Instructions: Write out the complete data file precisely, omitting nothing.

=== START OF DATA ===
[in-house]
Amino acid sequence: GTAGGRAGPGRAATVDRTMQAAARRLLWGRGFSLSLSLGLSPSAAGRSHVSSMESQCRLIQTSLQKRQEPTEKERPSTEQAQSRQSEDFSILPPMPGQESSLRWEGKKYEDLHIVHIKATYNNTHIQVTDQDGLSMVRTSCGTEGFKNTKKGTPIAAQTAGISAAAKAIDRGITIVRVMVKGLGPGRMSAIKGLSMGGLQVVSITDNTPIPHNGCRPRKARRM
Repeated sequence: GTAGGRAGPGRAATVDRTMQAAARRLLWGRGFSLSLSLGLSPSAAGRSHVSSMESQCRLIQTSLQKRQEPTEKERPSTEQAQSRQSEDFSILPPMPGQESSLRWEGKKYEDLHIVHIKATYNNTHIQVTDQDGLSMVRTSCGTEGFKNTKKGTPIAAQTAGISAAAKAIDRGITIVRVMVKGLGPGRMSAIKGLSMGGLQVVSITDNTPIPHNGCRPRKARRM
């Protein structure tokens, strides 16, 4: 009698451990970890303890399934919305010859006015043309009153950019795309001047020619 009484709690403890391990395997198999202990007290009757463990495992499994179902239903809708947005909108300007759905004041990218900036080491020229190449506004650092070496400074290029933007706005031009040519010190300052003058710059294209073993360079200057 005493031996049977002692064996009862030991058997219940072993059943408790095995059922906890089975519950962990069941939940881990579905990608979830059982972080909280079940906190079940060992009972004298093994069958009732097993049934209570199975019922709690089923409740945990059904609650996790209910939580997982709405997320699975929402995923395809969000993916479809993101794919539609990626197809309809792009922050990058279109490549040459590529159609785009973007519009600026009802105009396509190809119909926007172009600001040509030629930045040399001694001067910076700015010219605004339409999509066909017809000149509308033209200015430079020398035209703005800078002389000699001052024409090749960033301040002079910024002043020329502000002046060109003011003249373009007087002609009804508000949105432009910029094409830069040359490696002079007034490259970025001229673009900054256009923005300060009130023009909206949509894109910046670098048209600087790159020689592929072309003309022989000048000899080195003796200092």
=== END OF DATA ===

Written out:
[in-house]
Amino acid sequence: GTAGGRAGPGRAATVDRTMQAAARRLLWGRGFSLSLSLGLSPSAAGRSHVSSMESQCRLIQTSLQKRQEPTEKERPSTEQAQSRQSEDFSILPPMPGQESSLRWEGKKYEDLHIVHIKATYNNTHIQVTDQDGLSMVRTSCGTEGFKNTKKGTPIAAQTAGISAAAKAIDRGITIVRVMVKGLGPGRMSAIKGLSMGGLQVVSITDNTPIPHNGCRPRKARRM
Repeated sequence: GTAGGRAGPGRAATVDRTMQAAARRLLWGRGFSLSLSLGLSPSAAGRSHVSSMESQCRLIQTSLQKRQEPTEKERPSTEQAQSRQSEDFSILPPMPGQESSLRWEGKKYEDLHIVHIKATYNNTHIQVTDQDGLSMVRTSCGTEGFKNTKKGTPIAAQTAGISAAAKAIDRGITIVRVMVKGLGPGRMSAIKGLSMGGLQVVSITDNTPIPHNGCRPRKARRM
């Protein structure tokens, strides 16, 4: 009698451990970890303890399934919305010859006015043309009153950019795309001047020619 009484709690403890391990395997198999202990007290009757463990495992499994179902239903809708947005909108300007759905004041990218900036080491020229190449506004650092070496400074290029933007706005031009040519010190300052003058710059294209073993360079200057 005493031996049977002692064996009862030991058997219940072993059943408790095995059922906890089975519950962990069941939940881990579905990608979830059982972080909280079940906190079940060992009972004298093994069958009732097993049934209570199975019922709690089923409740945990059904609650996790209910939580997982709405997320699975929402995923395809969000993916479809993101794919539609990626197809309809792009922050990058279109490549040459590529159609785009973007519009600026009802105009396509190809119909926007172009600001040509030629930045040399001694001067910076700015010219605004339409999509066909017809000149509308033209200015430079020398035209703005800078002389000699001052024409090749960033301040002079910024002043020329502000002046060109003011003249373009007087002609009804508000949105432009910029094409830069040359490696002079007034490259970025001229673009900054256009923005300060009130023009909206949509894109910046670098048209600087790159020689592929072309003309022989000048000899080195003796200092």